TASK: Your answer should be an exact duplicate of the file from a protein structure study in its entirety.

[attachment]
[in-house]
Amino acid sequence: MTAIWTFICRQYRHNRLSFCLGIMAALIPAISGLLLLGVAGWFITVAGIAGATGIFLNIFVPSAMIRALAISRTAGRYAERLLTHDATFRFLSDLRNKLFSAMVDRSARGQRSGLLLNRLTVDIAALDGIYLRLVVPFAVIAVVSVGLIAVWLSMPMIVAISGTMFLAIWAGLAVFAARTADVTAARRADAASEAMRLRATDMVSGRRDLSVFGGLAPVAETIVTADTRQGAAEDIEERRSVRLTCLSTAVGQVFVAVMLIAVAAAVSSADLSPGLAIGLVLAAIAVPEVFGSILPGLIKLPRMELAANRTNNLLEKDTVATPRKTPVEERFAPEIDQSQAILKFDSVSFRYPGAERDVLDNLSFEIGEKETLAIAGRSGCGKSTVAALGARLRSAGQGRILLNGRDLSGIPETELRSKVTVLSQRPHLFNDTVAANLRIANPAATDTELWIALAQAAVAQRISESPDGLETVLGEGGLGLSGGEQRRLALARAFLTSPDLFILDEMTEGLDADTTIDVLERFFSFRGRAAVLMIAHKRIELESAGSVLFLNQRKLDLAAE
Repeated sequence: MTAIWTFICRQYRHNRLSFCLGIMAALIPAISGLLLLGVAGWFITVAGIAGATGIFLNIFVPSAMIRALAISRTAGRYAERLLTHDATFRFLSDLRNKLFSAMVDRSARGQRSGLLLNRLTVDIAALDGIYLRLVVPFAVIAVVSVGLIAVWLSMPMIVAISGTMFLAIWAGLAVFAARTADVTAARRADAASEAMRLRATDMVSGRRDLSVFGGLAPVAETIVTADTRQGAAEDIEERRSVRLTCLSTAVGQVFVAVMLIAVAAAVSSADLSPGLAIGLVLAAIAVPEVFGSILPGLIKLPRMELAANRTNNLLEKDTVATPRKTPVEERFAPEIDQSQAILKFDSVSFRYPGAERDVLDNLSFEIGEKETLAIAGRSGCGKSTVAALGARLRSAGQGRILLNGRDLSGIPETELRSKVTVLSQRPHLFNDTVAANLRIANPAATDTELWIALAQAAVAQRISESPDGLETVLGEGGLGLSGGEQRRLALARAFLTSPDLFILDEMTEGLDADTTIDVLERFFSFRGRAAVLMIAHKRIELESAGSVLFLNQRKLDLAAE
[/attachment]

[in-house]
Amino acid sequence: MTAIWTFICRQYRHNRLSFCLGIMAALIPAISGLLLLGVAGWFITVAGIAGATGIFLNIFVPSAMIRALAISRTAGRYAERLLTHDATFRFLSDLRNKLFSAMVDRSARGQRSGLLLNRLTVDIAALDGIYLRLVVPFAVIAVVSVGLIAVWLSMPMIVAISGTMFLAIWAGLAVFAARTADVTAARRADAASEAMRLRATDMVSGRRDLSVFGGLAPVAETIVTADTRQGAAEDIEERRSVRLTCLSTAVGQVFVAVMLIAVAAAVSSADLSPGLAIGLVLAAIAVPEVFGSILPGLIKLPRMELAANRTNNLLEKDTVATPRKTPVEERFAPEIDQSQAILKFDSVSFRYPGAERDVLDNLSFEIGEKETLAIAGRSGCGKSTVAALGARLRSAGQGRILLNGRDLSGIPETELRSKVTVLSQRPHLFNDTVAANLRIANPAATDTELWIALAQAAVAQRISESPDGLETVLGEGGLGLSGGEQRRLALARAFLTSPDLFILDEMTEGLDADTTIDVLERFFSFRGRAAVLMIAHKRIELESAGSVLFLNQRKLDLAAE
Repeated sequence: MTAIWTFICRQYRHNRLSFCLGIMAALIPAISGLLLLGVAGWFITVAGIAGATGIFLNIFVPSAMIRALAISRTAGRYAERLLTHDATFRFLSDLRNKLFSAMVDRSARGQRSGLLLNRLTVDIAALDGIYLRLVVPFAVIAVVSVGLIAVWLSMPMIVAISGTMFLAIWAGLAVFAARTADVTAARRADAASEAMRLRATDMVSGRRDLSVFGGLAPVAETIVTADTRQGAAEDIEERRSVRLTCLSTAVGQVFVAVMLIAVAAAVSSADLSPGLAIGLVLAAIAVPEVFGSILPGLIKLPRMELAANRTNNLLEKDTVATPRKTPVEERFAPEIDQSQAILKFDSVSFRYPGAERDVLDNLSFEIGEKETLAIAGRSGCGKSTVAALGARLRSAGQGRILLNGRDLSGIPETELRSKVTVLSQRPHLFNDTVAANLRIANPAATDTELWIALAQAAVAQRISESPDGLETVLGEGGLGLSGGEQRRLALARAFLTSPDLFILDEMTEGLDADTTIDVLERFFSFRGRAAVLMIAHKRIELESAGSVLFLNQRKLDLAAE